- Roll dough out on a lightly floured surface into a 12-inch round. Transfer to a 9-inch pie plate. Fold in overhanging dough to form a high-rising border. Flute the edges. Refrigerate dough at least 30 minutes. (Pie shell can be prepared 1 day ahead; cover with plastic wrap and keep refrigerated.)
- Preheat oven to 450 degrees.
- To make filling: Put cider in a large saucepan over medium-high heat. Cook until cider reduces to 1/2 cup, about 15 to 20 minutes.
- Add sugar, water and butter to cider and return pan to high heat. Bring to a simmer. Reduce heat and cook until mixture reduces to 1 cup, about 10 minutes. Transfer mixture to a medium, heatproof mixing bowl and cool to room temperature.
- Whisk yolks into the cooled cider mixture. With an electric mixer on high speed, beat egg whites until just firm. Fold them into the cider mixture in three additions.
- Spoon filling into the prepared pie shell. Bake 10 minutes, then reduce heat to 350° . Continue to bake until crust is golden brown, and filling has puffed and set and has become dark brown on top, about 25 minutes more. If filling and crust are browning too quickly, cover pie with a buttered sheet of foil.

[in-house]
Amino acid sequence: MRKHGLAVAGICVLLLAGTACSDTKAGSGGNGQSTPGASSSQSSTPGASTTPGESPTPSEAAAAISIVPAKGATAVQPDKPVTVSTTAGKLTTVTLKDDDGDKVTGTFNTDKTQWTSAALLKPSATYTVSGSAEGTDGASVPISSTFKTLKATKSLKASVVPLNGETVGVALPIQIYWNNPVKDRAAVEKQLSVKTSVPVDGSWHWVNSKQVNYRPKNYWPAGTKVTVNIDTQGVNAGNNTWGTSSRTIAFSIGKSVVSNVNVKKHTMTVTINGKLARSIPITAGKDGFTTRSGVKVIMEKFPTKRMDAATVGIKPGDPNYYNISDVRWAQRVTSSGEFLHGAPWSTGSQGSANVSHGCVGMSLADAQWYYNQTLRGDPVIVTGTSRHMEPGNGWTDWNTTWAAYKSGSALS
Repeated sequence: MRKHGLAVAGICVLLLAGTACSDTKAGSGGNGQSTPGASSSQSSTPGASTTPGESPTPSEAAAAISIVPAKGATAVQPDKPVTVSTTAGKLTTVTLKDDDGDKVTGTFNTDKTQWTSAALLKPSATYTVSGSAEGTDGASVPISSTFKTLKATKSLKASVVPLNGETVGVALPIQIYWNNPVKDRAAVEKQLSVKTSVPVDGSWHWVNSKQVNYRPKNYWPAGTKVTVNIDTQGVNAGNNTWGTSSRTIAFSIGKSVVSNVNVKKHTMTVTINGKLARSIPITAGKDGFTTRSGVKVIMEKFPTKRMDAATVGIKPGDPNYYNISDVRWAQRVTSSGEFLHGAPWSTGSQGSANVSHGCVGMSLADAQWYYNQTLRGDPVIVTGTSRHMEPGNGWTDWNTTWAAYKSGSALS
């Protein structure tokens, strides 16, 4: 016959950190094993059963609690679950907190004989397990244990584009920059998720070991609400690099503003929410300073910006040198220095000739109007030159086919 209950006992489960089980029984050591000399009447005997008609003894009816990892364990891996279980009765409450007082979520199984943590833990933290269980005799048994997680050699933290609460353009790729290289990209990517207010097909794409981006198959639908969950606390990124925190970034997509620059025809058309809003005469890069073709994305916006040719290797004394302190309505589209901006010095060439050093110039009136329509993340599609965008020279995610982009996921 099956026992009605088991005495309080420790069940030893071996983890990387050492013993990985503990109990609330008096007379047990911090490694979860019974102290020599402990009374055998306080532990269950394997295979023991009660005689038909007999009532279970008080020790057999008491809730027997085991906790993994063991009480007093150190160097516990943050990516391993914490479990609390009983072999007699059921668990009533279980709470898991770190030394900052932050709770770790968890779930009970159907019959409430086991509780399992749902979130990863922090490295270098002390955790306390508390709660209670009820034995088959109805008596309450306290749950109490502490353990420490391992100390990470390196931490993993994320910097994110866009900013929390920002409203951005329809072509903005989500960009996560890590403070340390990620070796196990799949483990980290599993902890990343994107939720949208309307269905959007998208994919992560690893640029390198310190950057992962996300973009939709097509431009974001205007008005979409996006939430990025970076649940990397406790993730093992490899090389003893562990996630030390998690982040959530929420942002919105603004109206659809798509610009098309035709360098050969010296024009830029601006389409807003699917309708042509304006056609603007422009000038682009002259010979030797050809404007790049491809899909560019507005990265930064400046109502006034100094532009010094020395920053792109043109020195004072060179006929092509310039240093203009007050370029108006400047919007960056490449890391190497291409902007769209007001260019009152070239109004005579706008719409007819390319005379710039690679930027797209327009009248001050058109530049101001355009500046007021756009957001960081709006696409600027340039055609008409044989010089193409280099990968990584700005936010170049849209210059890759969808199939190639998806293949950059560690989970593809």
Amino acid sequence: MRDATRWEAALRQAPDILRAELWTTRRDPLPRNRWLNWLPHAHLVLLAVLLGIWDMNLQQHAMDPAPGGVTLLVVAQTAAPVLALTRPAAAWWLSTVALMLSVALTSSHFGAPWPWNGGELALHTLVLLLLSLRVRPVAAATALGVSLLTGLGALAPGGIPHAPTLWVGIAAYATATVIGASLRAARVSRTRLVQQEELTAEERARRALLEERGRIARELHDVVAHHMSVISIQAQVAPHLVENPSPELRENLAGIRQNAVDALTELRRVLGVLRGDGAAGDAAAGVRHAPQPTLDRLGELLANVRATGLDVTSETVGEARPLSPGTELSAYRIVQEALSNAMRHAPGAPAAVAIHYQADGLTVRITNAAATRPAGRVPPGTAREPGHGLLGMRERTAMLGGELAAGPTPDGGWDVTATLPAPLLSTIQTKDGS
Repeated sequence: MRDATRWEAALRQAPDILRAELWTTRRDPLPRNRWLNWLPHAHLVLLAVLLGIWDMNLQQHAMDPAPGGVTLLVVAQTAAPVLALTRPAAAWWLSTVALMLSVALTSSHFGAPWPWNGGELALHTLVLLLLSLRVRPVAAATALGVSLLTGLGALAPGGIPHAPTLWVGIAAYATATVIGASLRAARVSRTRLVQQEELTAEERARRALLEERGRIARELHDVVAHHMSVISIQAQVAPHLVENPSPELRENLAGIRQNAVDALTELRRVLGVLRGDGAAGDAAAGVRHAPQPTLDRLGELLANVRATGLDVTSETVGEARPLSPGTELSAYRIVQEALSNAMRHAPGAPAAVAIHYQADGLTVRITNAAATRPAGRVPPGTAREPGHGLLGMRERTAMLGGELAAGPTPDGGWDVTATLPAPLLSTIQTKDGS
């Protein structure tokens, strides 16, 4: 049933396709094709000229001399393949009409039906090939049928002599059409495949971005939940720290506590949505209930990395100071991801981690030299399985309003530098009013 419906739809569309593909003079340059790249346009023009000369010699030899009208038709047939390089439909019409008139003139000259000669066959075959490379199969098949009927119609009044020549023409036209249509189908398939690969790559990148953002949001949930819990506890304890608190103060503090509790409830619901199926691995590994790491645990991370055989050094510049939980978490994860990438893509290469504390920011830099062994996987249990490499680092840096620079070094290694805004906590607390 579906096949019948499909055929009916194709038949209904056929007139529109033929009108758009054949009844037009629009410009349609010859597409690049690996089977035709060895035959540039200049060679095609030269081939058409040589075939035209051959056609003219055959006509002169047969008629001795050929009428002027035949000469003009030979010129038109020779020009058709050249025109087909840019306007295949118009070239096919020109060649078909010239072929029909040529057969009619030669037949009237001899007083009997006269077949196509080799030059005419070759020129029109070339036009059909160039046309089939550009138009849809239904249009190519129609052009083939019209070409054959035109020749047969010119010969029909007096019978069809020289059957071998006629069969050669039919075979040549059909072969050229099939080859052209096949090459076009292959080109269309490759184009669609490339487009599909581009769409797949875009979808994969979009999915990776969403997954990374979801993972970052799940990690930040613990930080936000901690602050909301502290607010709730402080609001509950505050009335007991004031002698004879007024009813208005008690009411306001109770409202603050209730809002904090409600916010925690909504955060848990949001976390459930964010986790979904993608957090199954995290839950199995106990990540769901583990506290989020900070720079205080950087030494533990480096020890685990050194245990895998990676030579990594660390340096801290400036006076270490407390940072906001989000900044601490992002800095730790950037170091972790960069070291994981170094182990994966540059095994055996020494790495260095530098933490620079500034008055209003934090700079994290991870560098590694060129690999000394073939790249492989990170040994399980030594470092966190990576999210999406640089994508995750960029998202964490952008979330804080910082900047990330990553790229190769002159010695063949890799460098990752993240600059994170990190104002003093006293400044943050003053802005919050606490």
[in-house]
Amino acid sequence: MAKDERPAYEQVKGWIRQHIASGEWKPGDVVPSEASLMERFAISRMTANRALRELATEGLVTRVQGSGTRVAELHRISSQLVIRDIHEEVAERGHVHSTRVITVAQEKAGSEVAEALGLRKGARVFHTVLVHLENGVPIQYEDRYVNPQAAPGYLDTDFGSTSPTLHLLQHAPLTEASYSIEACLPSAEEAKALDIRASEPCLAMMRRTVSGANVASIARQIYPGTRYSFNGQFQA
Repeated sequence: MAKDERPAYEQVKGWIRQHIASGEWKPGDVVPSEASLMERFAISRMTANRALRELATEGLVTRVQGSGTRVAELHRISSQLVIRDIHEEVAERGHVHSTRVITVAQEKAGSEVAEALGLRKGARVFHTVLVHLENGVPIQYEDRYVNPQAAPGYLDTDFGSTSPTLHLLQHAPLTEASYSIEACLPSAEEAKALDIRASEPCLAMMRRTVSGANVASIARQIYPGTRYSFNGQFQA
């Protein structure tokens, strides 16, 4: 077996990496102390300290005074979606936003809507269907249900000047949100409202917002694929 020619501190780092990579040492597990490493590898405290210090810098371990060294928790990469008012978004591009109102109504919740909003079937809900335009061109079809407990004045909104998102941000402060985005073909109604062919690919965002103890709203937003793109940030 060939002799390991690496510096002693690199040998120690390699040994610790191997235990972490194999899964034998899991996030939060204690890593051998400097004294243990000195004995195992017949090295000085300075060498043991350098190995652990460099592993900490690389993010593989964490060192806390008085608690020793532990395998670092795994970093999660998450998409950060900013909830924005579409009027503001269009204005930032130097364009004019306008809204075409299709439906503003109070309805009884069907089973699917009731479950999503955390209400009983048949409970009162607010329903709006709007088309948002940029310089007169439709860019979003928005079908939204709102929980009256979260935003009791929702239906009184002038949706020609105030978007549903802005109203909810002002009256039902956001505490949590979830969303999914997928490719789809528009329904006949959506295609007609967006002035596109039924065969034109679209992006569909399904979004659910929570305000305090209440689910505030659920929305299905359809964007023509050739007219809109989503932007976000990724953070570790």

- Cool to room temperature.
- To serve, place creme fraiche in a serving bowl, and whisk in 1 to 2 tablespoons cream to lighten slightly. Dust pie with confectioners’ sugar. Garnish with creme fraiche.
Growing Heirloom Apples – Resources
- Useful Info from Urban Homestead
Growing information on old heirloom apples, common questions.
Keep Your Apple Crop – Old Fashioned Apple Rack
With good air circulation, the drawers slide for easy access. Ideal for keeping apples, squash, potatoes, and even drying herbs.
Apple cider notes from a personal point of view. The apples we grow are described more fully in the varieties page
- Real Cider and Perry
Old Scrump’s Cider House: one of the most valuable web resources for cider & perry enthusiast.
- The Wittenham Hill Cider Portal
All about small-scale cider making, cider growing, and making apple juice and vinegar – written by Andrew Lea, a food scientist and hobby cidermaker
- In Celebration of The Apple